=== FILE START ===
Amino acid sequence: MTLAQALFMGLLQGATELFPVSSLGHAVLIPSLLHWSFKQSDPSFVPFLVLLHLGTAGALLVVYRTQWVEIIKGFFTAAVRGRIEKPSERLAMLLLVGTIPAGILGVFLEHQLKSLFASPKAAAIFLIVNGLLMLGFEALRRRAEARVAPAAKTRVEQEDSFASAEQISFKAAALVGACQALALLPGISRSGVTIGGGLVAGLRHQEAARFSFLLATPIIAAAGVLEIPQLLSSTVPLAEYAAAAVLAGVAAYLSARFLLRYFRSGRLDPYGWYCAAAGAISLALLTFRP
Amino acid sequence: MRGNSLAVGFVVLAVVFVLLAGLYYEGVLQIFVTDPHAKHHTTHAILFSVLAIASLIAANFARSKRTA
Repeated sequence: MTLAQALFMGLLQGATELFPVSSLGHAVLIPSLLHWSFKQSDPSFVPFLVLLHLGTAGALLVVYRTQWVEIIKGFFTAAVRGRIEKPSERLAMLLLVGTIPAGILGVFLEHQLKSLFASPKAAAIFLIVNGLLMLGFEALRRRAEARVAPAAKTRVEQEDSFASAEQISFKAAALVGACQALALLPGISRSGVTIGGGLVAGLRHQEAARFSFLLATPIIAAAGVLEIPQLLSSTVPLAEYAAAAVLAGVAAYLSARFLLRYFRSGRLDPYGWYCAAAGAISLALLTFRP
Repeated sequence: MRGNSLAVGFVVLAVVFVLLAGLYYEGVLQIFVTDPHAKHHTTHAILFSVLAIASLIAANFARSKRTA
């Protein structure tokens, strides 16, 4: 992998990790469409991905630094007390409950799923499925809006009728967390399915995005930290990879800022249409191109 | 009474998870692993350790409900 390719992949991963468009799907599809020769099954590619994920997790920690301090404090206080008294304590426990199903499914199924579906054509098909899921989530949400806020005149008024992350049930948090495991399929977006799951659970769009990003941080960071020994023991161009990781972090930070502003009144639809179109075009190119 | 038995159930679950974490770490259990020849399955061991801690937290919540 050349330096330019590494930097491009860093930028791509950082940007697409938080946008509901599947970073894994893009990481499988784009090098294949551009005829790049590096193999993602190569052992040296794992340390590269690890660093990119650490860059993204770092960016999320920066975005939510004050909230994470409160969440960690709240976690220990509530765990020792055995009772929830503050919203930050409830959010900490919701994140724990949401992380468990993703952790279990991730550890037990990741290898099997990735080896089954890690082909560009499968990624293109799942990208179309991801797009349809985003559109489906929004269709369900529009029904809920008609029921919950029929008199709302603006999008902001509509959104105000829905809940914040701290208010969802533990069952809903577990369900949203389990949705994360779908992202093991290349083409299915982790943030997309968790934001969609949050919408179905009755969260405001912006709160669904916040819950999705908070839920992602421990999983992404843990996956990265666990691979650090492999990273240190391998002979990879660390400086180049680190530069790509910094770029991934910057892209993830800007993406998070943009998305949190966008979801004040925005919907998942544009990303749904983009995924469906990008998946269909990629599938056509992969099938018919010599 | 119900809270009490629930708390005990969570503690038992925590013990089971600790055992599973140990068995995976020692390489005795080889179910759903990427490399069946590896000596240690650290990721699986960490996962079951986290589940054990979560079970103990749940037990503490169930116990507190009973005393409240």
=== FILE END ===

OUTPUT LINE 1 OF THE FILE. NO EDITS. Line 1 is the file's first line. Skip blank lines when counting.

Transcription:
Amino acid sequence: MTLAQALFMGLLQGATELFPVSSLGHAVLIPSLLHWSFKQSDPSFVPFLVLLHLGTAGALLVVYRTQWVEIIKGFFTAAVRGRIEKPSERLAMLLLVGTIPAGILGVFLEHQLKSLFASPKAAAIFLIVNGLLMLGFEALRRRAEARVAPAAKTRVEQEDSFASAEQISFKAAALVGACQALALLPGISRSGVTIGGGLVAGLRHQEAARFSFLLATPIIAAAGVLEIPQLLSSTVPLAEYAAAAVLAGVAAYLSARFLLRYFRSGRLDPYGWYCAAAGAISLALLTFRP